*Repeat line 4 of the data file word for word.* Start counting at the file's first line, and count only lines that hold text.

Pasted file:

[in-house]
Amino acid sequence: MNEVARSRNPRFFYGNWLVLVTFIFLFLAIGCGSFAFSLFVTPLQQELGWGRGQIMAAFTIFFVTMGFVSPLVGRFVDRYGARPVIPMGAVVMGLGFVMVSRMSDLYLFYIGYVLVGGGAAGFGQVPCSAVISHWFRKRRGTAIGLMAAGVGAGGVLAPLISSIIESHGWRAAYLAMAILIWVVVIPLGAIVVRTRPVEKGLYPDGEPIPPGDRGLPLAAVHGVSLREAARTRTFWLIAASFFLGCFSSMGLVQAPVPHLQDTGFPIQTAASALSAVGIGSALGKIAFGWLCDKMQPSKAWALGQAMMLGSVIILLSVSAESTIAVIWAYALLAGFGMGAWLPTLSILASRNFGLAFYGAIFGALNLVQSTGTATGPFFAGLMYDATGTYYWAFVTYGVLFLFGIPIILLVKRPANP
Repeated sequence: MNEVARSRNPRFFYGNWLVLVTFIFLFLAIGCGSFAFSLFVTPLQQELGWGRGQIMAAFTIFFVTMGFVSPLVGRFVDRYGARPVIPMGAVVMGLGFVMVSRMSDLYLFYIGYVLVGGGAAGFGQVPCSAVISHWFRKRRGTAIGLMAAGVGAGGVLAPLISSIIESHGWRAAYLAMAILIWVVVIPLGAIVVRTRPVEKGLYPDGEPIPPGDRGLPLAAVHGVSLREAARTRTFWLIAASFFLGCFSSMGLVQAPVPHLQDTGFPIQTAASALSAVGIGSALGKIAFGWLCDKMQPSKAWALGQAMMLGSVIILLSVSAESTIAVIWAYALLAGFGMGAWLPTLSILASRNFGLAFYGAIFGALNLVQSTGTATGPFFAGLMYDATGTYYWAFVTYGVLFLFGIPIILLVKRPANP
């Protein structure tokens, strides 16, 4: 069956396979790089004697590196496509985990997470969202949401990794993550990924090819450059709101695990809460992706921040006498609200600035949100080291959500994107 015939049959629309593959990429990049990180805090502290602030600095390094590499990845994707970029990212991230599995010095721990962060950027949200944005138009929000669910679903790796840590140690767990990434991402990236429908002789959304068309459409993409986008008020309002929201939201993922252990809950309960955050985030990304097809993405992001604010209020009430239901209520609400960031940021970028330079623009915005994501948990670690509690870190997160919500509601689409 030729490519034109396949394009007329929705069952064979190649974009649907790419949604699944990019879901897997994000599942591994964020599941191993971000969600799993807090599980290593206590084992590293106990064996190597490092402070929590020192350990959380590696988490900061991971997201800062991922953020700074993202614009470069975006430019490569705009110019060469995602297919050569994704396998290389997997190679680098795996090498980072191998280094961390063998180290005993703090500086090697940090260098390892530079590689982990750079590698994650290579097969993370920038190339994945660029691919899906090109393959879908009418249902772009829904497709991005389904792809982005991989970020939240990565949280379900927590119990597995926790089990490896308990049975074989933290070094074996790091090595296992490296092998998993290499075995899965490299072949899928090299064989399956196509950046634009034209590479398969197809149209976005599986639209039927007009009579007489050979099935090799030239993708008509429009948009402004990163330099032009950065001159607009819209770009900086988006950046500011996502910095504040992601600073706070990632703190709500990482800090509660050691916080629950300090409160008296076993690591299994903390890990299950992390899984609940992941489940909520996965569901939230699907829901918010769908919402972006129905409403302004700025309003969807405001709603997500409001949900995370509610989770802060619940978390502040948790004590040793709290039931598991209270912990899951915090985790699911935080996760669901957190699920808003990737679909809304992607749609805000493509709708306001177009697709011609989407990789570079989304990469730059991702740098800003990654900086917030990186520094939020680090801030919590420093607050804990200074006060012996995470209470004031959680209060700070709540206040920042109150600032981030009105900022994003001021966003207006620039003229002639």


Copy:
């Protein structure tokens, strides 16, 4: 069956396979790089004697590196496509985990997470969202949401990794993550990924090819450059709101695990809460992706921040006498609200600035949100080291959500994107 015939049959629309593959990429990049990180805090502290602030600095390094590499990845994707970029990212991230599995010095721990962060950027949200944005138009929000669910679903790796840590140690767990990434991402990236429908002789959304068309459409993409986008008020309002929201939201993922252990809950309960955050985030990304097809993405992001604010209020009430239901209520609400960031940021970028330079623009915005994501948990670690509690870190997160919500509601689409 030729490519034109396949394009007329929705069952064979190649974009649907790419949604699944990019879901897997994000599942591994964020599941191993971000969600799993807090599980290593206590084992590293106990064996190597490092402070929590020192350990959380590696988490900061991971997201800062991922953020700074993202614009470069975006430019490569705009110019060469995602297919050569994704396998290389997997190679680098795996090498980072191998280094961390063998180290005993703090500086090697940090260098390892530079590689982990750079590698994650290579097969993370920038190339994945660029691919899906090109393959879908009418249902772009829904497709991005389904792809982005991989970020939240990565949280379900927590119990597995926790089990490896308990049975074989933290070094074996790091090595296992490296092998998993290499075995899965490299072949899928090299064989399956196509950046634009034209590479398969197809149209976005599986639209039927007009009579007489050979099935090799030239993708008509429009948009402004990163330099032009950065001159607009819209770009900086988006950046500011996502910095504040992601600073706070990632703190709500990482800090509660050691916080629950300090409160008296076993690591299994903390890990299950992390899984609940992941489940909520996965569901939230699907829901918010769908919402972006129905409403302004700025309003969807405001709603997500409001949900995370509610989770802060619940978390502040948790004590040793709290039931598991209270912990899951915090985790699911935080996760669901957190699920808003990737679909809304992607749609805000493509709708306001177009697709011609989407990789570079989304990469730059991702740098800003990654900086917030990186520094939020680090801030919590420093607050804990200074006060012996995470209470004031959680209060700070709540206040920042109150600032981030009105900022994003001021966003207006620039003229002639």